When Nicky suggests that Kevin stay at the hospital, Kevin doesn’t think he’s the right person for the job. But Nicky tells him to just be there — not try and fix anything — that’s what Cassidy needs. Kevin has to sit in the lobby until the morning, and you can see him trying to wrestle with his own self-doubt in real time. He goes on a wild rant to another guy in the waiting room — can you imagine what this guy says to his wife when he finally goes to see her? Honey, let me tell you what just happened with me and the Manny — about trying to do the right thing and trying to be the right person versus just being that person. He wants to be the person who does the right thing, not act like he is. He’s unsure if he is or if he’ll ever be, but once he gets into that room with Cassidy, it’s clear that he has become that guy whether he believes it fully or not. He just sits there and lets her know he is not going anywhere. Finally she opens up to him about what happened — Jennifer Morrison is really moving here — and he just listens. She needs to talk about the suffocating guilt and how this wasn’t the first time she thought about doing something to get away from it. When Nicky walks in and takes her hand, she sobs.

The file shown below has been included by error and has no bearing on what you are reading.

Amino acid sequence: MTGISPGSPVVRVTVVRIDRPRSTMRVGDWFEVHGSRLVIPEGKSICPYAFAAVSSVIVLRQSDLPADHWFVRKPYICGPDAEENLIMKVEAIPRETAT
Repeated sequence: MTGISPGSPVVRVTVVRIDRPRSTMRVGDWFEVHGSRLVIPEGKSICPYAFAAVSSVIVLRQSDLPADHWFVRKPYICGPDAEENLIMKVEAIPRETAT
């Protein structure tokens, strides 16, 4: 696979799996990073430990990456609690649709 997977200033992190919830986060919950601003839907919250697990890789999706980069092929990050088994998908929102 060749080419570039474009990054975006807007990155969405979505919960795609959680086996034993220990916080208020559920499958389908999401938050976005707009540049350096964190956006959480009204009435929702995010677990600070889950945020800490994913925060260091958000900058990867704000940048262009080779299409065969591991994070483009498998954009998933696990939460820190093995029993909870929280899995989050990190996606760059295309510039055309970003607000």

Kevin makes sure Matty is okay, he gets in touch with his father, Kevin and Matty work on a card for Cassidy — Lord, this show will never give up on Kevin and his painting — he and Nicky set up a more permanent room for her in the cabin, and Nicky gets her in touch with someone at the VA who can help her. Kevin also has a big idea: He wants to start Big Three Homes (finally!), and he wants to hire more crews of vets to do it. On his flight back home, he seems much more at ease taking care of his babies alone. So it seems like what Kate said all those years ago inside the empty pool turned out to be right: that he would figure it out eventually. I mean, it still seems legit insane to take twin babies on a cross-country flight by yourself, but, you know, Kevin has always had to learn the hard way.